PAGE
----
Decision Support System for Site-Specific Fertilizer Recommendations in Cassava Production in Southern Togo

  • Kodjovi Senam Ezui
  • Peter A. Leffelaar
  • Angelinus C. Franke
  • Abdoulaye Mando
  • Ken E. Giller
Chapter

Abstract

The Quantitative Evaluation of the Fertility of Tropical Soils (QUEFTS) model recommended as a decision support tool for deriving optimal site-specific fertilizer rates for cassava has limited ability to estimate water-limited yields. We assessed potential and water-limited yields based on the light interception and utilization (LINTUL) modelling approach in order to enhance the determination of fertilizer requirements for cassava production in Southern Togo. Data collected in 2 years field experiments in Sevekpota and Djakakope were used. Potential ranged from 12.2 to 17.6 Mg ha−1, and water-limited yields from 10.4 to 14.5 Mg ha−1. The simulated average fertilizer requirements were 121 kg N, 2 kg P and no K ha−1 for a target yield of 9.3 Mg ha−1 at Sevekpota, and 103 kg N, 6 kg P and 175 kg K ha−1 for a target yield of 9.7 Mg ha−1 at Djakakope. The variability of fertilizer requirements was attributed to differences in indigenous soil fertility and water-limited yields. The latter correlated well with rainfall variability over years and sites. Integrating LINTUL output with QUEFTS helped account for location-specific weather seasonal variability and enhanced assessment of fertilizer requirement for cassava production in Southern Togo.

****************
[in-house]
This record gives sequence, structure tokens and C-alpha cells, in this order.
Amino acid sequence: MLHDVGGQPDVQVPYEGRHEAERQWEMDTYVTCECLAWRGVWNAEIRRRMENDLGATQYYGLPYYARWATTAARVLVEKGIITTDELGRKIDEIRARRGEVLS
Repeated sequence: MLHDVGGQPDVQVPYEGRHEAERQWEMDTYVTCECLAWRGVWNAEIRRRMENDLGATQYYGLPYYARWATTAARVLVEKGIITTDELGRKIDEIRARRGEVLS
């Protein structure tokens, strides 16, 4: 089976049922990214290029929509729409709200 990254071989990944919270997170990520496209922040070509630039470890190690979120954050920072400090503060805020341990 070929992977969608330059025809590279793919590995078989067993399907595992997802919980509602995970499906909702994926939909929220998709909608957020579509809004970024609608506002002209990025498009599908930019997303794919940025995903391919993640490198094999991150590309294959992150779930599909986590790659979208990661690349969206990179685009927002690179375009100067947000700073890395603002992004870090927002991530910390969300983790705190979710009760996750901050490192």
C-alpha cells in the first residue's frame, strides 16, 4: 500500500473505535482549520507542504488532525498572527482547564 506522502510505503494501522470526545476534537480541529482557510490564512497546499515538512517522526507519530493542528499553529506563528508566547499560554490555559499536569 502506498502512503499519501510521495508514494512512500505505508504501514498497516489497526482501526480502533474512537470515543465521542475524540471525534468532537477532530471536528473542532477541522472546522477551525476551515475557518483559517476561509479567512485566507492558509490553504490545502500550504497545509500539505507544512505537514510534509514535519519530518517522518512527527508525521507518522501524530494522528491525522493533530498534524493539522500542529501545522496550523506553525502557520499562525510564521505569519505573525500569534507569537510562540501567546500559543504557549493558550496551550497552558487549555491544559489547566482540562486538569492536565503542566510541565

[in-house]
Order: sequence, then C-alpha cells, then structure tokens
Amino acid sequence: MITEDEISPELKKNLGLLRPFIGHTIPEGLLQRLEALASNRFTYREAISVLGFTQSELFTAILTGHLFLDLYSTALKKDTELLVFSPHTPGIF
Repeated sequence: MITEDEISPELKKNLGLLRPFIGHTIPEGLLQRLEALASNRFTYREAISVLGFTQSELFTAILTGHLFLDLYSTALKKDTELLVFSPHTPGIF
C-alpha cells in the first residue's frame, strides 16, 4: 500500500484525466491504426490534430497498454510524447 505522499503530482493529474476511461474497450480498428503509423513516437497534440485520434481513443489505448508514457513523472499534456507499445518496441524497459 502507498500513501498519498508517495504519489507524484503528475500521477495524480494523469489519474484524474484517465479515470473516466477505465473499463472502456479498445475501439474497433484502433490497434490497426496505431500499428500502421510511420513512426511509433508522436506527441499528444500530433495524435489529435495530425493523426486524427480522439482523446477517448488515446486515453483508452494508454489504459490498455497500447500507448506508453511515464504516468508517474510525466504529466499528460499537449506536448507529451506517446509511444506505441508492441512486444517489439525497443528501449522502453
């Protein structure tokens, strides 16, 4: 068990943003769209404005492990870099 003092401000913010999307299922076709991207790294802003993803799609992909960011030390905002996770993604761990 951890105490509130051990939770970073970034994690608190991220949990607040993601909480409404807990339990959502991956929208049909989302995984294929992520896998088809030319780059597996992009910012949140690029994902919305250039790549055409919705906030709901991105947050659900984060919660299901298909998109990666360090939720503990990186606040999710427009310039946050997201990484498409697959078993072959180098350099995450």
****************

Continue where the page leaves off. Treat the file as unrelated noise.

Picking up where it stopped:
Keywords

LINTUL Water-limited yield Potential yield QUEFTS Togo 

Notes

Acknowledgements

The financial support for this study was provided by the International Fund for Agricultural Development (IFAD) and the United States Agency for International Development (USAID), to whom we are grateful. We also thank K. Koukoudé, K. Gbedevi and E. Kpodo for supporting data collection.

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Copyright information

© Springer International Publishing AG, part of Springer Nature 2018

Authors and Affiliations

  • Kodjovi Senam Ezui
    • 1
    • 2
    • 3
  • Peter A. Leffelaar
    • 2
  • Angelinus C. Franke
    • 4
  • Abdoulaye Mando
    • 1
    • 5
  • Ken E. Giller
    • 2
  1. 1.International Fertilizer Development Centre (IFDC)North and West Africa DivisionLoméTogo
  2. 2.Plant Production Systems GroupWageningen UniversityWageningenThe Netherlands
  3. 3.International Plant Nutrition Institute (IPNI)IbadanNigeria
  4. 4.Soil, Crop and Climate SciencesUniversity of the Free StateBloemfonteinSouth Africa
  5. 5.Groupe de Recherche et d’Actions pour le Développement (GRAD Consulting Group)OuagaBurkina Faso

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